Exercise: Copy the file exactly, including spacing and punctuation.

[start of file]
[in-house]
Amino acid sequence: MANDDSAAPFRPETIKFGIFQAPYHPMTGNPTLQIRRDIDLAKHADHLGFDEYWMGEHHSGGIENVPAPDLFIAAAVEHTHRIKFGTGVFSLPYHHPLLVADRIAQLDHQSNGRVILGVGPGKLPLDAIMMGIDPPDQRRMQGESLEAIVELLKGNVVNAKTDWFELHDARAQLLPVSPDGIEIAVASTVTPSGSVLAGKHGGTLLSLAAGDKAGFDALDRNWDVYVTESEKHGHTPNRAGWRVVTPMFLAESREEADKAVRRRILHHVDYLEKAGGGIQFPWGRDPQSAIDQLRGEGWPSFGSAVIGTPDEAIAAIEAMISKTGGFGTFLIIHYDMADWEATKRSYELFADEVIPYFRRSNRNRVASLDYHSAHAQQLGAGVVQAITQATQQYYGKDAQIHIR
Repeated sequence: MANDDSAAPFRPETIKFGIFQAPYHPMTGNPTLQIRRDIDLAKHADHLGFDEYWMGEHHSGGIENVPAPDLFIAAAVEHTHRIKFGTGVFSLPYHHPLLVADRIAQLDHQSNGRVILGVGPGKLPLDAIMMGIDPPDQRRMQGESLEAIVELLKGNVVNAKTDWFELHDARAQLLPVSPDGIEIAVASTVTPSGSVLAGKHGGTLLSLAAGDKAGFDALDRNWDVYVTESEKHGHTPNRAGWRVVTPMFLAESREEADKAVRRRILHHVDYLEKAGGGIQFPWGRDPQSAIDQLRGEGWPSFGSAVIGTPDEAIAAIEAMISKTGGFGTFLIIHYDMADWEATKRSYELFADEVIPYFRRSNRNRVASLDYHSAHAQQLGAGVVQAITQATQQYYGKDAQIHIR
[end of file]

[in-house]
Amino acid sequence: MANDDSAAPFRPETIKFGIFQAPYHPMTGNPTLQIRRDIDLAKHADHLGFDEYWMGEHHSGGIENVPAPDLFIAAAVEHTHRIKFGTGVFSLPYHHPLLVADRIAQLDHQSNGRVILGVGPGKLPLDAIMMGIDPPDQRRMQGESLEAIVELLKGNVVNAKTDWFELHDARAQLLPVSPDGIEIAVASTVTPSGSVLAGKHGGTLLSLAAGDKAGFDALDRNWDVYVTESEKHGHTPNRAGWRVVTPMFLAESREEADKAVRRRILHHVDYLEKAGGGIQFPWGRDPQSAIDQLRGEGWPSFGSAVIGTPDEAIAAIEAMISKTGGFGTFLIIHYDMADWEATKRSYELFADEVIPYFRRSNRNRVASLDYHSAHAQQLGAGVVQAITQATQQYYGKDAQIHIR
Repeated sequence: MANDDSAAPFRPETIKFGIFQAPYHPMTGNPTLQIRRDIDLAKHADHLGFDEYWMGEHHSGGIENVPAPDLFIAAAVEHTHRIKFGTGVFSLPYHHPLLVADRIAQLDHQSNGRVILGVGPGKLPLDAIMMGIDPPDQRRMQGESLEAIVELLKGNVVNAKTDWFELHDARAQLLPVSPDGIEIAVASTVTPSGSVLAGKHGGTLLSLAAGDKAGFDALDRNWDVYVTESEKHGHTPNRAGWRVVTPMFLAESREEADKAVRRRILHHVDYLEKAGGGIQFPWGRDPQSAIDQLRGEGWPSFGSAVIGTPDEAIAAIEAMISKTGGFGTFLIIHYDMADWEATKRSYELFADEVIPYFRRSNRNRVASLDYHSAHAQQLGAGVVQAITQATQQYYGKDAQIHIR